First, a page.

Poll monitors say voters obstructed in northern Sri Lanka

Updated - November 28, 2021 07:40 am IST

Published - January 08, 2015 03:52 pm IST - COLOMBO

A man stands near a polling station during Presidential elections in Colombo on Thursday. Voters went to the polls on Thursday in Sri Lanka, amid reports that voters have been obstructed in the country's north.

A man stands near a polling station during Presidential elections in Colombo on Thursday. Voters went to the polls on Thursday in Sri Lanka, amid reports that voters have been obstructed in the country's north.

Sri Lankan polls largely peaceful despite incidents: Monitors

Long lines formed in the capital Colombo on Thursday and voter turnout was heavy in Sri Lanka’s Tamil heartland as President Mahinda Rajapaksa faced his toughest electoral challenge in years, with a former ally trying to unseat the leader who crushed a Tamil insurgency and amassed immense power for himself and his family.

Some voters were prevented from casting ballots in the Tamil-dominated north, according to the Centre for Monitoring Election Violence, and there were a handful of incidents of isolated violence, but no injuries were reported. Results were expected to be announced on Friday.

Until just a few weeks ago, Mr. Rajapaksa was widely expected to easily win his third term in office. But that changed suddenly in November, when his former friend and Health Minister, Maithripala Sirisena, defected from the ruling party and turned the election into a referendum on the President and the enormous power he wields over the island nation of 21 million.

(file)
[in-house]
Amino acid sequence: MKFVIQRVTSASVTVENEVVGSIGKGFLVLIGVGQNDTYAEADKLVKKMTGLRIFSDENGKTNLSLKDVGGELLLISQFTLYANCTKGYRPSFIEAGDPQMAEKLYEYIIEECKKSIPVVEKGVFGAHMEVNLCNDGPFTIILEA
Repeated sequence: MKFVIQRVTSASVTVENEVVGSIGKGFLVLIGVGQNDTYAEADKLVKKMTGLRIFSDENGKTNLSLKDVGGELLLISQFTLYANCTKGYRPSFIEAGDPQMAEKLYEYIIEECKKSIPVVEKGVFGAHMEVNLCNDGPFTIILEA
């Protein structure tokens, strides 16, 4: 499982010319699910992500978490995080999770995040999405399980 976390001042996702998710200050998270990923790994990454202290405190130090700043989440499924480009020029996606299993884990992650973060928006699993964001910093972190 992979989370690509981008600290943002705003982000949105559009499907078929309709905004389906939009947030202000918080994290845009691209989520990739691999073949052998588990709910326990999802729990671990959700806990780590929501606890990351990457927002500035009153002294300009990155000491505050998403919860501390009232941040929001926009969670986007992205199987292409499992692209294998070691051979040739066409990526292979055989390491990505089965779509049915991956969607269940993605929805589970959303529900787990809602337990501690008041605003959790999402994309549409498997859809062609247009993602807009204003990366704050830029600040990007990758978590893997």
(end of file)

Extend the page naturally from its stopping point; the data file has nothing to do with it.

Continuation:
Mr. Sirisena gathered the support of other defecting lawmakers and many of the country’s ethnic minorities, making the election a fierce political battle.

Mr. Rajapaksa, though, will be difficult to beat. He controls the state media, has immense financial resources and is still popular among the Sinhala majority, some of whom see him as a saviour for destroying Tamil Tiger rebels and ending a decades-long civil war in 2009.

But polling was notably strong on Thursday in Tamil-dominated areas, where voting had been poor in previous elections. Many Tamils have felt abandoned since the war’s end, when Mr. Rajapaksa largely ignored Tamil demands to heal the wounds of the fighting and years of ethnic divisions. They were expected to vote heavily for Mr. Sirisena.

Both Mr. Sirisena and Mr. Rajapaksa are Sinhalese, who make up about three-quarters of the country. Neither has done much to reach out to Tamils, who account for about 9 per cent of the population, but Mr. Rajapaksa is deeply unpopular in the Tamil community.

The wider world was watching the election in case violence should erupt after the results are announced, especially since Pope Francis is scheduled to arrive in the country on Tuesday.

While Mr. Rajapaksa’s campaign has centred around his victory over the Tamil Tiger rebels and his work rebuilding the country’s infrastructure and economy, Mr. Sirisena’s focuses on reining in the President’s expanding powers. He also accuses Mr. Rajapaksa of corruption, a charge the President denies.

The economy has grown quickly in recent years, fed by enormous construction projects, many built with Chinese investment. But Sri Lanka still has a large underclass, many of whom are increasingly frustrated at being left out.

“It is true big projects came but the poor struggle even to build a home,” said Ranjith Abeysinghe, a taxi driver in the town of Gampaha, north of Colombo. “We need a change, we need a government that thinks about the poor.”

Others disagreed.

“The President did what he promised by winning the war he has shown results,” said Janaka Pradeep, who is from the same town. “The opposition will only lead the country to chaos.”

The Centre for Monitoring Election Violence said it had complained to the Election Commissioner that bus drivers in the northern Mannar district had stopped transporting voters to balloting stations on the instructions of a ruling party politician. The centre also said Mr. Rajapaksa campaigners had sent text messages to Tamil voters urging them to boycott the election.

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